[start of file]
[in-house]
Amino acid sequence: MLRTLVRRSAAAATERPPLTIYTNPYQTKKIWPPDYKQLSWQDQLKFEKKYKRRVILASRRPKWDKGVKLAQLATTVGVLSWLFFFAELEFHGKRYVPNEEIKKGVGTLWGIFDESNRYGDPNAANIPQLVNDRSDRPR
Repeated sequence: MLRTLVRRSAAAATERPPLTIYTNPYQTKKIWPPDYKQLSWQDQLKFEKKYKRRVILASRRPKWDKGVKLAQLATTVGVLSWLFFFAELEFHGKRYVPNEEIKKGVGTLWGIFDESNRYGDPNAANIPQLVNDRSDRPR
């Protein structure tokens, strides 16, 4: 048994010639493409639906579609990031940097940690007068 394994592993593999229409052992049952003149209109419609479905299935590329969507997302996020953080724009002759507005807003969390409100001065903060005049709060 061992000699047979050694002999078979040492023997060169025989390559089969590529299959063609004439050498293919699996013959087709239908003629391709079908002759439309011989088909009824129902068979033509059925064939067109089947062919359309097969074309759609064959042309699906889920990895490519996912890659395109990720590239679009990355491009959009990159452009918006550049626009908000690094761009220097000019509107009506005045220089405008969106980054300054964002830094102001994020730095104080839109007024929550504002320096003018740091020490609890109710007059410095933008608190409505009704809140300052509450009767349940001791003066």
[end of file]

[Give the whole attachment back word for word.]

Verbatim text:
[in-house]
Amino acid sequence: MLRTLVRRSAAAATERPPLTIYTNPYQTKKIWPPDYKQLSWQDQLKFEKKYKRRVILASRRPKWDKGVKLAQLATTVGVLSWLFFFAELEFHGKRYVPNEEIKKGVGTLWGIFDESNRYGDPNAANIPQLVNDRSDRPR
Repeated sequence: MLRTLVRRSAAAATERPPLTIYTNPYQTKKIWPPDYKQLSWQDQLKFEKKYKRRVILASRRPKWDKGVKLAQLATTVGVLSWLFFFAELEFHGKRYVPNEEIKKGVGTLWGIFDESNRYGDPNAANIPQLVNDRSDRPR
């Protein structure tokens, strides 16, 4: 048994010639493409639906579609990031940097940690007068 394994592993593999229409052992049952003149209109419609479905299935590329969507997302996020953080724009002759507005807003969390409100001065903060005049709060 061992000699047979050694002999078979040492023997060169025989390559089969590529299959063609004439050498293919699996013959087709239908003629391709079908002759439309011989088909009824129902068979033509059925064939067109089947062919359309097969074309759609064959042309699906889920990895490519996912890659395109990720590239679009990355491009959009990159452009918006550049626009908000690094761009220097000019509107009506005045220089405008969106980054300054964002830094102001994020730095104080839109007024929550504002320096003018740091020490609890109710007059410095933008608190409505009704809140300052509450009767349940001791003066």